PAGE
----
[ TJ ] Well, I definitely think my balance is one of my assets. And over the years I've always tried to bring my upper body up to where it matches my lower body. What happened for me was a few years back I had a back injury, which happened to be a blessing in disguise. It forced me to back off my leg training and be cautious when training this body part. This allowed my upper body to catch up to my legs. So my physique is very balanced and I think that I will bring a good amount of detail as well, in particular in my back, chest and triceps areas.

    I have had a couple of people tell me that I have one of the best backs up there in the 202 right now, which compares well even to David Henry, which was a great compliment. It is interesting to me when I hear a lot of times that maybe I need to be a tad bit bigger. The thing about it is that at last year's Olympia I competed at 196-197 pounds, after filling out, so I am not far from the top of the class. So from that standpoint if I am able to step on stage this year at 198 you are talking about a three to six pound difference to a lot of the guys weight-wise; that is a lot.

    RELATED VIDEO: Tricky Jackson
    Tricky Jackson 3 Weeks Out From 202 Tampa Pro

    Check out Tricky with three weeks left before the Tampa Pro. Watch as he busts out some shoulder presses.


    [ DR ] Do you have to drop much weight from the off-season to reach 202?

    [ TJ ] Each year, Dave, my goal is to try and get a little bit bigger - about five pounds more than the previous year - while keeping my body fat about the same. I did accomplish that this year: I went from 227 (pounds) the previous year to 232 in the off-season this year, and I was actually relatively lean and could still see a four pack in my abs. It's still a little early for me to determine if I have added the quality muscle I wanted to - right now I have been fluctuating between 210 and 212.

    The body fat right now is about five percent. So I'm pretty close to right there. I think I'll be at least about the same or two to three pounds heavier than I was at the [2009] Olympia.


    [ DR ] So the goal for you right now, Tricky, is to maintain what you have while slowly gliding into contest mode without needing to make any drastic changes.

    [ TJ ] Exactly, over these next few weeks I may lose about a pound to a pound and half per week. But the other fortunate thing for me is that I'm coming in shape, but I'm not really eating as much as I have done in the past.

    I have a lot of stressful things going on in my job and in my personal life and have lost my appetite somewhat. Now it is starting to pick back up. So I may end up eating into the show, like I did at last year's Olympia, which may allow me to be right at the 202 mark if I can really push myself to get these calories up.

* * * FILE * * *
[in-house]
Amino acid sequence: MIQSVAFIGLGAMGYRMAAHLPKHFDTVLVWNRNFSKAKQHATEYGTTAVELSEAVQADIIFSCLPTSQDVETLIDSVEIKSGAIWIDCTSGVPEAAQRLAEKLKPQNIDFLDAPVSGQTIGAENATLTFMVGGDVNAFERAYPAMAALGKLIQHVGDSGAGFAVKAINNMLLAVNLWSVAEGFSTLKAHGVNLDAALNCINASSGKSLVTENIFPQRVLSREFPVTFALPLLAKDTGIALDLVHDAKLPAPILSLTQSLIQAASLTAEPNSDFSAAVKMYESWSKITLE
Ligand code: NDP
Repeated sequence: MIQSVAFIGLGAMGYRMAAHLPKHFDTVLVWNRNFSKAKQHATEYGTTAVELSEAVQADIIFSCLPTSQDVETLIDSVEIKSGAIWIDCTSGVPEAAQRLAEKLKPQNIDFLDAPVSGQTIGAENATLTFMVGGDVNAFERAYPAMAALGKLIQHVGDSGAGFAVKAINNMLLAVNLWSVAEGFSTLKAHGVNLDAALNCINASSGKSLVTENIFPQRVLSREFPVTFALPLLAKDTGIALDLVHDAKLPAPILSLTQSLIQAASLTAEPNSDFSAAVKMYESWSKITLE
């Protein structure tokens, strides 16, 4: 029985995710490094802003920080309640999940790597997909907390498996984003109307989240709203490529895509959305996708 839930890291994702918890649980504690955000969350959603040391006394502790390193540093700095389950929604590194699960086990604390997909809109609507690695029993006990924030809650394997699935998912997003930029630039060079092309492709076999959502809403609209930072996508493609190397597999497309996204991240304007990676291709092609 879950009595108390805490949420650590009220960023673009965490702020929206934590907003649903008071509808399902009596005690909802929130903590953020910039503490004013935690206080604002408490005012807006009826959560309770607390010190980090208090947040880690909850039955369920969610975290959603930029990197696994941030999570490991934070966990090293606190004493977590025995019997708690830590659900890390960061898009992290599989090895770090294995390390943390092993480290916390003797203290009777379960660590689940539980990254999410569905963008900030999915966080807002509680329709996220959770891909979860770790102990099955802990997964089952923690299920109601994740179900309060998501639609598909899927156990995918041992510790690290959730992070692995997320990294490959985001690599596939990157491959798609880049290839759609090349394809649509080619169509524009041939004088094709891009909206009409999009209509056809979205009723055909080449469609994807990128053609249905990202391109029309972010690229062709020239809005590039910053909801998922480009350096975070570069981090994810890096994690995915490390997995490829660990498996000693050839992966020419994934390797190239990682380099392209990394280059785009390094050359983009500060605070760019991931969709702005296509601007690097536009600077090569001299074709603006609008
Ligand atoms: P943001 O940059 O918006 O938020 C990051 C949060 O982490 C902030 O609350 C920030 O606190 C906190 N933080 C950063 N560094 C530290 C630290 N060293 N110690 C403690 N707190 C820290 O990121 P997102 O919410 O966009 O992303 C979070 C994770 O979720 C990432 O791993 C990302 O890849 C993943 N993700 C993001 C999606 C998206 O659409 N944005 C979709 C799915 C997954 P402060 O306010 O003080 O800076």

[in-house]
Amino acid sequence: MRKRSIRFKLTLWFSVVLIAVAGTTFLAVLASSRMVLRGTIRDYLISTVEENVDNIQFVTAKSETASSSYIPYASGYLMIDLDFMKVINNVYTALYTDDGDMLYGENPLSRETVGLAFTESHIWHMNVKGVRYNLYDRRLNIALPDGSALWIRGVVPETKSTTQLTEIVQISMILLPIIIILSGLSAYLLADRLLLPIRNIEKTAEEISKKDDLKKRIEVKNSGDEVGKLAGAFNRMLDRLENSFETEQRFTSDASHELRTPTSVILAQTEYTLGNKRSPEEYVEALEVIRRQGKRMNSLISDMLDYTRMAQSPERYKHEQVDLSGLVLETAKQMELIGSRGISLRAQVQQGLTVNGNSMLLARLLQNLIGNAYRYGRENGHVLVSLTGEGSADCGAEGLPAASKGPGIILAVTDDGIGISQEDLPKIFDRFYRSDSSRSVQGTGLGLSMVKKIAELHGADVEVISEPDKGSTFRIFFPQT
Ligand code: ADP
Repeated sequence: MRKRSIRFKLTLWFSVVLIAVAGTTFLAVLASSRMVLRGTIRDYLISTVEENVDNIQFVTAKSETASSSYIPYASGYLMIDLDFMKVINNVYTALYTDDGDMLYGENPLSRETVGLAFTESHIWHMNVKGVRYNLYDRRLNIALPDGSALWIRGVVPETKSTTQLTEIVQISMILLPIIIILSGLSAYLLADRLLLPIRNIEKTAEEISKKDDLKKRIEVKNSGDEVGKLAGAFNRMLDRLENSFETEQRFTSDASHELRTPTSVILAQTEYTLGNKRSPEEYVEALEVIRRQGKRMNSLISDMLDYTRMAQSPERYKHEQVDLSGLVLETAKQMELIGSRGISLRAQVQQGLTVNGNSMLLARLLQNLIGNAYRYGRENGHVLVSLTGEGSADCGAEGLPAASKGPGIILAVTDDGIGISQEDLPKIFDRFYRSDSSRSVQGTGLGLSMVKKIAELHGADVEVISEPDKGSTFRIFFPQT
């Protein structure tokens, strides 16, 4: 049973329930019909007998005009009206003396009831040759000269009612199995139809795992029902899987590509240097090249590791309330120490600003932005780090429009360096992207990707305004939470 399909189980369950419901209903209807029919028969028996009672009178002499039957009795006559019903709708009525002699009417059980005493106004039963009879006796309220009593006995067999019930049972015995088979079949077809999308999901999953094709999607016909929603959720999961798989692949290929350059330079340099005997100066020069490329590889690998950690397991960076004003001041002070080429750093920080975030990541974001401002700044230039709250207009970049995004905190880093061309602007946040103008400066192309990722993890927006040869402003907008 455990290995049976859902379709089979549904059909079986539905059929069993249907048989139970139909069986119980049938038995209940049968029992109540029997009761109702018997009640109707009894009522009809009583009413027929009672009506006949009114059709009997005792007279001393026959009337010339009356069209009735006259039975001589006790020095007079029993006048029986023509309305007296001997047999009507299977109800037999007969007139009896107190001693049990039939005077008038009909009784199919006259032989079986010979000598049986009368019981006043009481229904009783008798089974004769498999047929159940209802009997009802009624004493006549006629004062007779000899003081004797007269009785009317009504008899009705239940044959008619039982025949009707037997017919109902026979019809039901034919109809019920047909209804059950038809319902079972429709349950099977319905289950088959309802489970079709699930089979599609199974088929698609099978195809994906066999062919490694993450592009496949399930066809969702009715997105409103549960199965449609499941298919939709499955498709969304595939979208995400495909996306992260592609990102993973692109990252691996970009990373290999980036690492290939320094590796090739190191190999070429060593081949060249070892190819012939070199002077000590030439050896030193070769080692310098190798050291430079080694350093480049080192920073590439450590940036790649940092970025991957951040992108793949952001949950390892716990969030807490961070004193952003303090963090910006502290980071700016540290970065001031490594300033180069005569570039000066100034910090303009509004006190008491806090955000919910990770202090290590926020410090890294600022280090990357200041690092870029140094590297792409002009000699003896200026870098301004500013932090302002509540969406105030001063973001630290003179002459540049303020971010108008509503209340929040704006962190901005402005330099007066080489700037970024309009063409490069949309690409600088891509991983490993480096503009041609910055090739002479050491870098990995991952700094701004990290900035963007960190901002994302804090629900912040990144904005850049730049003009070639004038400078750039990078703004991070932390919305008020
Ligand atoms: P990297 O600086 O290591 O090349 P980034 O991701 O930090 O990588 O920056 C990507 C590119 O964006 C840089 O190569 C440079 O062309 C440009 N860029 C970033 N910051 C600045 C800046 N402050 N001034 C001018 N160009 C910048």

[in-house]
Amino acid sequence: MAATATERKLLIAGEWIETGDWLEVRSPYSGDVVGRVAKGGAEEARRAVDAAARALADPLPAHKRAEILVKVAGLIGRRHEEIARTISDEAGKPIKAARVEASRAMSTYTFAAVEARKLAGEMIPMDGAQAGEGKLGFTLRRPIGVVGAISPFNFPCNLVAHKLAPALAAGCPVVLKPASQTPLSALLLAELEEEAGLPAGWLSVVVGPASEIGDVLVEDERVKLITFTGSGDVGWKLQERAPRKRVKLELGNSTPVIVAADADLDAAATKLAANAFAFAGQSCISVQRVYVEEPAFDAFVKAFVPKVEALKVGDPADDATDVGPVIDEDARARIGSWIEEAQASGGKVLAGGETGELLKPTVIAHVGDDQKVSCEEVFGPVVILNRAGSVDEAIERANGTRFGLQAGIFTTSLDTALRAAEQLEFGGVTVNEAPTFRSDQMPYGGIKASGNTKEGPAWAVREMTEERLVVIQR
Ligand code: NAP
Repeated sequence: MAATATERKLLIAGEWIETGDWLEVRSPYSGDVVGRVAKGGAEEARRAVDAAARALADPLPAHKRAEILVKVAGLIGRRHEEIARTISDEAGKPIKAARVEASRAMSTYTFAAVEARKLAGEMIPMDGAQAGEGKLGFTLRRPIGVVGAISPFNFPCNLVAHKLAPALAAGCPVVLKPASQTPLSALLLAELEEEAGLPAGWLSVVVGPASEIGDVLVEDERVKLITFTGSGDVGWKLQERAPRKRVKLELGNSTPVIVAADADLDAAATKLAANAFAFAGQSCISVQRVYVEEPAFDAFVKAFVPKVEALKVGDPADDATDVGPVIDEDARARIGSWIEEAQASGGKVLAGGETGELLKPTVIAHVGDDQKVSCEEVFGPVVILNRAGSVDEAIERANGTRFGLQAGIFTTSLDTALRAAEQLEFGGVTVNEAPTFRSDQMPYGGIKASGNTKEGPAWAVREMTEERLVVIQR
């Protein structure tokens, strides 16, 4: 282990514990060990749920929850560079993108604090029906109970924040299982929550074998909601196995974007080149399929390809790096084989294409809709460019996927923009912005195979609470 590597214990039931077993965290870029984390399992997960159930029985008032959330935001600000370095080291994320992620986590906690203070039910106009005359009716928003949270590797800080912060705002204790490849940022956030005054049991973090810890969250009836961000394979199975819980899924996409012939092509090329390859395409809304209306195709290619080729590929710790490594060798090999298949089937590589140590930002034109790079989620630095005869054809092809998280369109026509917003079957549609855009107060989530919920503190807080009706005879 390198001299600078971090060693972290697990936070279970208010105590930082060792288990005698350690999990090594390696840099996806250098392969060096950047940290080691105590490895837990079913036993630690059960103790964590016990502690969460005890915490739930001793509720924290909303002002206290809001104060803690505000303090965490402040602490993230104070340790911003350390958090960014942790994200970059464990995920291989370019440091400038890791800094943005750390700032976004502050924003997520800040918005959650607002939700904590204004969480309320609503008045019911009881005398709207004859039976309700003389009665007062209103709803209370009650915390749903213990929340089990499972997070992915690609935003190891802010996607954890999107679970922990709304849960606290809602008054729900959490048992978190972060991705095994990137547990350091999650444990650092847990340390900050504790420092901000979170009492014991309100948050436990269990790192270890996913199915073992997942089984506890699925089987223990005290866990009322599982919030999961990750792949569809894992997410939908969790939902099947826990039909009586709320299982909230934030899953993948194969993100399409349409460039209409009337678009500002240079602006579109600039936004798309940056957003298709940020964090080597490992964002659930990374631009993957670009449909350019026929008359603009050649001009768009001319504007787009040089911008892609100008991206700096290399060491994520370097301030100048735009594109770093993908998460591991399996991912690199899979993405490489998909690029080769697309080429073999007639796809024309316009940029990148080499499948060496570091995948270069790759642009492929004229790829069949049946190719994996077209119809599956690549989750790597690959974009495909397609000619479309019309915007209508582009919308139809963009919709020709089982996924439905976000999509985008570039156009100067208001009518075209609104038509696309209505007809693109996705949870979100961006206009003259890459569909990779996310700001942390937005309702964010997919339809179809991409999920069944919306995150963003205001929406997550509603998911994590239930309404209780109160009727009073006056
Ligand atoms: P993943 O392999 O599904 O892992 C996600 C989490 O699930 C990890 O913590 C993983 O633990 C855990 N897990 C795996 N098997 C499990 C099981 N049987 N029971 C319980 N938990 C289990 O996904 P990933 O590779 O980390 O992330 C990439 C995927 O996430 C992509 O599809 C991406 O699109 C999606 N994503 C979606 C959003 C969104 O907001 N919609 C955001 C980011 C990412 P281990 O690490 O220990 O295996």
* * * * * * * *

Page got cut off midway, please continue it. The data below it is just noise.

Last year - for the first three shows I did - the Jacksonville, Tampa and Europa - I was right in that area between 190 and 192, but on the Olympia stage I was actually six pounds bigger and tighter. So I think that is the direction I'm going in with this show; if I can force myself to get these clean calories back up now that I have my body fat down I may just end up eating into the show and being bigger.

    Ricky Tricky Jackson At The 2009 Olympia. Ricky Tricky Jackson At The 2009 Olympia.
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    Ricky Tricky Jackson At The 2009 Olympia.
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    [ DR ] All going well, do you feel you will compete at just below the 202-threshold at this year's Olympia?

    [ TJ ] All going well for this first show or two, which allows me a little more time between those shows and the Olympia - maybe eight to ten weeks - I don't see any reason why I can't get on stage at right about 200 to 201 come Olympia time.


    [ DR ] Are there any problems for you inherent in packing on as much mass as you can, given your frame and any possible genetic limitations? Do you think you may distort your balance if you continue to add size year after year?

    [ TJ ] Not really because I know there are certain areas that I can continue to build on; I always strive to get my traps a little bigger, my biceps larger. As long as I focus in the off-season on bringing those areas up I think that's where the gained muscle will come from. So my goal in the off-season is to work on those areas that I feel can be a little more complete, so my muscles will be just that more balanced with those improvements.

    Ricky Tricky Jackson At The 2009 Olympia. Ricky Tricky Jackson At The 2009 Olympia.
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    Ricky Tricky Jackson At The 2009 Olympia.
    View More Pics Of Ricky Tricky Jackson At The 2009 Olympia.


    [ DR ] What adjustments will you make to your current program to ensure you arrive in Tampa on point and ready to dominate the field?

    [ TJ ] My training is pretty basic. A few years back I changed my training to a different style - right around the time I turned pro - to break the monotony and mix things up. But I'm a firm believer in the basics and the notion that if it ain't broke, then don't fix it. I take three or four basic movements for each body part, ones that I have found to work best for me over the years - that give me the best pump - and I stick with those.

    As I get closer to an event, obviously my weight becomes more moderate and I focus more on volume training; I think that also has something to do with age. One of the things I have paid a lot of attention to now that I am getting older is that I don't want to contribute to injury.

    I don't focus as much on heavy weights as I used to, but more on volume, on doing more reps and exercises and using different methods. For example, I do more drop sets and rest/pause to saturate the muscles with blood. I tend to use more of a moderate weight because it is safer rather than pushing it to the extreme.

    Training Split